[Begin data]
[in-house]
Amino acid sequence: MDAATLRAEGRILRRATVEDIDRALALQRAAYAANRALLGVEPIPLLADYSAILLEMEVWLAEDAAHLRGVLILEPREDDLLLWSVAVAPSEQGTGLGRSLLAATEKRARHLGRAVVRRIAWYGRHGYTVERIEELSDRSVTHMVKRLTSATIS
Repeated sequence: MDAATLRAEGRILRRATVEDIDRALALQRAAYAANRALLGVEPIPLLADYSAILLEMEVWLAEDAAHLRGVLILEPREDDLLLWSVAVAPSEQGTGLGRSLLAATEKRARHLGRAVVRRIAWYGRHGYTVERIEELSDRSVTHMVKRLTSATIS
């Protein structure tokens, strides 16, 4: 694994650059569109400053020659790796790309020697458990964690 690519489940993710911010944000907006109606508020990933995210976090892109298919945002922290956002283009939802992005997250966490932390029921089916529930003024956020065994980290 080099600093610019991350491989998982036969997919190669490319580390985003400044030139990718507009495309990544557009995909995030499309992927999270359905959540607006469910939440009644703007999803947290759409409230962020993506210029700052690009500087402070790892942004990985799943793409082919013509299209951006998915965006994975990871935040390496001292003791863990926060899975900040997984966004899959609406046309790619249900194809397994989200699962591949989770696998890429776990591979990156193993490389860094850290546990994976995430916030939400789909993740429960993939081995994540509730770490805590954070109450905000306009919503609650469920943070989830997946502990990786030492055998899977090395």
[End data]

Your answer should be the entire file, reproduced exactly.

[in-house]
Amino acid sequence: MDAATLRAEGRILRRATVEDIDRALALQRAAYAANRALLGVEPIPLLADYSAILLEMEVWLAEDAAHLRGVLILEPREDDLLLWSVAVAPSEQGTGLGRSLLAATEKRARHLGRAVVRRIAWYGRHGYTVERIEELSDRSVTHMVKRLTSATIS
Repeated sequence: MDAATLRAEGRILRRATVEDIDRALALQRAAYAANRALLGVEPIPLLADYSAILLEMEVWLAEDAAHLRGVLILEPREDDLLLWSVAVAPSEQGTGLGRSLLAATEKRARHLGRAVVRRIAWYGRHGYTVERIEELSDRSVTHMVKRLTSATIS
């Protein structure tokens, strides 16, 4: 694994650059569109400053020659790796790309020697458990964690 690519489940993710911010944000907006109606508020990933995210976090892109298919945002922290956002283009939802992005997250966490932390029921089916529930003024956020065994980290 080099600093610019991350491989998982036969997919190669490319580390985003400044030139990718507009495309990544557009995909995030499309992927999270359905959540607006469910939440009644703007999803947290759409409230962020993506210029700052690009500087402070790892942004990985799943793409082919013509299209951006998915965006994975990871935040390496001292003791863990926060899975900040997984966004899959609406046309790619249900194809397994989200699962591949989770696998890429776990591979990156193993490389860094850290546990994976995430916030939400789909993740429960993939081995994540509730770490805590954070109450905000306009919503609650469920943070989830997946502990990786030492055998899977090395």